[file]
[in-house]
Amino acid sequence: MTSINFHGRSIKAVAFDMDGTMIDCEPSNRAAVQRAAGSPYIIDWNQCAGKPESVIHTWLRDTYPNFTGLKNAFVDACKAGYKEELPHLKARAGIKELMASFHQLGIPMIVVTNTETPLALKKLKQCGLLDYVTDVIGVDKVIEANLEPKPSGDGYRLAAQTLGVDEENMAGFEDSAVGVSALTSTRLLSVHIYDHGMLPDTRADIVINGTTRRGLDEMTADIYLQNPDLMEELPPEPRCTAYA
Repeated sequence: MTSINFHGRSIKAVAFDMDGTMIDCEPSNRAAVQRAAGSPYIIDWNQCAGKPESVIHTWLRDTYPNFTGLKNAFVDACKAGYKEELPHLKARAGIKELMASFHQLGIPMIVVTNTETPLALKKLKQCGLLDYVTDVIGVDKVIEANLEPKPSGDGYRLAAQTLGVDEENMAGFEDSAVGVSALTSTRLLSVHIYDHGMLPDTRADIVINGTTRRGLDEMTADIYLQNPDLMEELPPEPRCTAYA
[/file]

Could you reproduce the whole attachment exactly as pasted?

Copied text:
[in-house]
Amino acid sequence: MTSINFHGRSIKAVAFDMDGTMIDCEPSNRAAVQRAAGSPYIIDWNQCAGKPESVIHTWLRDTYPNFTGLKNAFVDACKAGYKEELPHLKARAGIKELMASFHQLGIPMIVVTNTETPLALKKLKQCGLLDYVTDVIGVDKVIEANLEPKPSGDGYRLAAQTLGVDEENMAGFEDSAVGVSALTSTRLLSVHIYDHGMLPDTRADIVINGTTRRGLDEMTADIYLQNPDLMEELPPEPRCTAYA
Repeated sequence: MTSINFHGRSIKAVAFDMDGTMIDCEPSNRAAVQRAAGSPYIIDWNQCAGKPESVIHTWLRDTYPNFTGLKNAFVDACKAGYKEELPHLKARAGIKELMASFHQLGIPMIVVTNTETPLALKKLKQCGLLDYVTDVIGVDKVIEANLEPKPSGDGYRLAAQTLGVDEENMAGFEDSAVGVSALTSTRLLSVHIYDHGMLPDTRADIVINGTTRRGLDEMTADIYLQNPDLMEELPPEPRCTAYA